US jobs growth in November falls short of expectationsWednesday, December 08, 2021
US employers hired only 210,000 more workers in November, missing economists' predictions for stronger growth.
Economists polled by Reuters had been expecting non-farm payrolls to increase by 550,000 — the monthly statistic representing how many people in the US are employed in manufacturing, construction and goods companies.
However, despite the big hiring miss, the unemployment rate fell to 4.2 per cent from 4.6 per cent as more Americans returned to the workforce.
Important to note, the mixed jobs data does not reflect the emergence of the Omicron variant of the novel coronavirus at the end of November, which could affect the economic recovery.
Leisure and hospitality, which includes bars, restaurants, hotels and similar businesses, saw a gain of just 23,000 after being a leading job creator for much of the recovery. Although the sector has regained nearly 7 million of the jobs lost during the pandemic, it remains about 1.3 million below its February 2020 level with an unemployment rate stuck at 7.5 per cent.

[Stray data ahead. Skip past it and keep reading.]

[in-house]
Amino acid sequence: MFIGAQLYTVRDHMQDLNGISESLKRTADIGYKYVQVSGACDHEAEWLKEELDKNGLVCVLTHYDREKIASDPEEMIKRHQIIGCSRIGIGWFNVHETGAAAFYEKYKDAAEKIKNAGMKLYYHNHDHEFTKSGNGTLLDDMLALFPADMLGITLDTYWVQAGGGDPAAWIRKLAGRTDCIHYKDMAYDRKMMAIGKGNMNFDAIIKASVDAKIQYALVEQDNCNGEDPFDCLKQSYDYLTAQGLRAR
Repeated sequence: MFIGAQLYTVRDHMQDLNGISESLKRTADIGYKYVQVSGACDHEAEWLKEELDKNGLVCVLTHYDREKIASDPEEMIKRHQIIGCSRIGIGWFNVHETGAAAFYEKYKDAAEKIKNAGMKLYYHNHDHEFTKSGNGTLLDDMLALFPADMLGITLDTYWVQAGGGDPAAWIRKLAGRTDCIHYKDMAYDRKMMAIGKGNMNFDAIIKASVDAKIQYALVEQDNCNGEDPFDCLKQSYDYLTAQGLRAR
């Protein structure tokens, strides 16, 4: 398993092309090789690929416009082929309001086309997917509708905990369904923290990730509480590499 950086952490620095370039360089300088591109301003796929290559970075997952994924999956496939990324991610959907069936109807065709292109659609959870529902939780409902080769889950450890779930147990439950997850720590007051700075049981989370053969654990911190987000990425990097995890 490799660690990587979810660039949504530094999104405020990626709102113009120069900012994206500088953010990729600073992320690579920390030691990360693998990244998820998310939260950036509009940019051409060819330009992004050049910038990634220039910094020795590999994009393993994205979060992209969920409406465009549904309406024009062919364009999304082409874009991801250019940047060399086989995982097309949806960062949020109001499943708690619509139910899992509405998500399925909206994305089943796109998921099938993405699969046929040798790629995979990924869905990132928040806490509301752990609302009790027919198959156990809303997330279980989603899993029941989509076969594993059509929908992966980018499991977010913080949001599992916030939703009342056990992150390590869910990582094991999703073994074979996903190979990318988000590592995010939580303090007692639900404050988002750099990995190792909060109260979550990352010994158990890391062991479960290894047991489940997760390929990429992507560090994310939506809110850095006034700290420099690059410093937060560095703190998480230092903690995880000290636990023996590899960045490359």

Sectors showing the biggest gains in November included professional and business services (90,000), transportation and warehousing (50,000) and construction (31,000). Even with the holiday shopping season approaching, retail saw a decline of 20,000. Government lost 25,000 jobs.
“The disappointing 210,000 gain in non-farm payrolls in November suggests the labour market recovery was faltering even before the potential impact of the new Omicron variant, possibly as a result of the rising infection rates in the north-east and Midwest,” said Andrew Hunterm, senior US economist at research consultancy firm Capital Economics.
“Nevertheless, the Fed will still push ahead with its plans to accelerate the pace of its QE taper at this month's FOMC [Federal Open Market Committee] meeting.”
The Federal Open Market Committee meeting is a regular session held by the members of the Federal Open Market Committee, a branch of the Federal Reserve that decides on the monetary policy of the United States.